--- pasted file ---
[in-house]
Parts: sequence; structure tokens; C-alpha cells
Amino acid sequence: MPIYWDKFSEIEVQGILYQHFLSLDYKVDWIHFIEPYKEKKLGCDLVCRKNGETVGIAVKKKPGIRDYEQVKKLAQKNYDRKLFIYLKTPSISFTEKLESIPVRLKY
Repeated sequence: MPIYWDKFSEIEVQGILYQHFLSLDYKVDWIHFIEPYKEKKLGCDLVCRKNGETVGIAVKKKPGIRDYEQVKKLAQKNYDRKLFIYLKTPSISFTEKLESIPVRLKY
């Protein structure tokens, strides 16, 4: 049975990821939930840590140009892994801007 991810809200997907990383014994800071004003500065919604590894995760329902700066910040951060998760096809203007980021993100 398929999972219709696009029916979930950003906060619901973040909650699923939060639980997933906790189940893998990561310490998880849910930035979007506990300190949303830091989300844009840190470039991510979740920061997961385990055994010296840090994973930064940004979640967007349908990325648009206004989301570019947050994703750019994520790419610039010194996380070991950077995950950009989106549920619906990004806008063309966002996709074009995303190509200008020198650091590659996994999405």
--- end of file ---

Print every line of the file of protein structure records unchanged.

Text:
[in-house]
Parts: sequence; structure tokens; C-alpha cells
Amino acid sequence: MPIYWDKFSEIEVQGILYQHFLSLDYKVDWIHFIEPYKEKKLGCDLVCRKNGETVGIAVKKKPGIRDYEQVKKLAQKNYDRKLFIYLKTPSISFTEKLESIPVRLKY
Repeated sequence: MPIYWDKFSEIEVQGILYQHFLSLDYKVDWIHFIEPYKEKKLGCDLVCRKNGETVGIAVKKKPGIRDYEQVKKLAQKNYDRKLFIYLKTPSISFTEKLESIPVRLKY
């Protein structure tokens, strides 16, 4: 049975990821939930840590140009892994801007 991810809200997907990383014994800071004003500065919604590894995760329902700066910040951060998760096809203007980021993100 398929999972219709696009029916979930950003906060619901973040909650699923939060639980997933906790189940893998990561310490998880849910930035979007506990300190949303830091989300844009840190470039991510979740920061997961385990055994010296840090994973930064940004979640967007349908990325648009206004989301570019947050994703750019994520790419610039010194996380070991950077995950950009989106549920619906990004806008063309966002996709074009995303190509200008020198650091590659996994999405």